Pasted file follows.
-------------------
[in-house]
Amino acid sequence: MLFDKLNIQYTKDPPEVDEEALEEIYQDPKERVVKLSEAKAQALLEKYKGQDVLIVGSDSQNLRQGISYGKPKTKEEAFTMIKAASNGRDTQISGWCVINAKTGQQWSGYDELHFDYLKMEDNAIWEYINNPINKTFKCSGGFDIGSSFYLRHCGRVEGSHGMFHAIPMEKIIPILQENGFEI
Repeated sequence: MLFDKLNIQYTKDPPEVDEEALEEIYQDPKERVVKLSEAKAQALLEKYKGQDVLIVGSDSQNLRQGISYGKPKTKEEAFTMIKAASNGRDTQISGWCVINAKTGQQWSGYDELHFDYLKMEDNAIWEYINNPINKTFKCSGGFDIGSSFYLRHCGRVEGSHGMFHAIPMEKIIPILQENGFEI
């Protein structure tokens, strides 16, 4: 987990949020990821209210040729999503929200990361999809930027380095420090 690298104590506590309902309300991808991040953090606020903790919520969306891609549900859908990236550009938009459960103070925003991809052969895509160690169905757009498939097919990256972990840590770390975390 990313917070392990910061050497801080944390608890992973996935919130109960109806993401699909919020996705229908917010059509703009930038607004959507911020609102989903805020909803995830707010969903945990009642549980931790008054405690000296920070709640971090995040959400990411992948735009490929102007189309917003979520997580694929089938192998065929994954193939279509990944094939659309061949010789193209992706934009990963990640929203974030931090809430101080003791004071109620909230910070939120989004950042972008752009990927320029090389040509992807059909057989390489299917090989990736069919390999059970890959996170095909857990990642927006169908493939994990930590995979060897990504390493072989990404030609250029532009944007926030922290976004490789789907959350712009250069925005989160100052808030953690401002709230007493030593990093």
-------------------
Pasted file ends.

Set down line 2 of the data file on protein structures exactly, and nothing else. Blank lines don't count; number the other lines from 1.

Amino acid sequence: MLFDKLNIQYTKDPPEVDEEALEEIYQDPKERVVKLSEAKAQALLEKYKGQDVLIVGSDSQNLRQGISYGKPKTKEEAFTMIKAASNGRDTQISGWCVINAKTGQQWSGYDELHFDYLKMEDNAIWEYINNPINKTFKCSGGFDIGSSFYLRHCGRVEGSHGMFHAIPMEKIIPILQENGFEI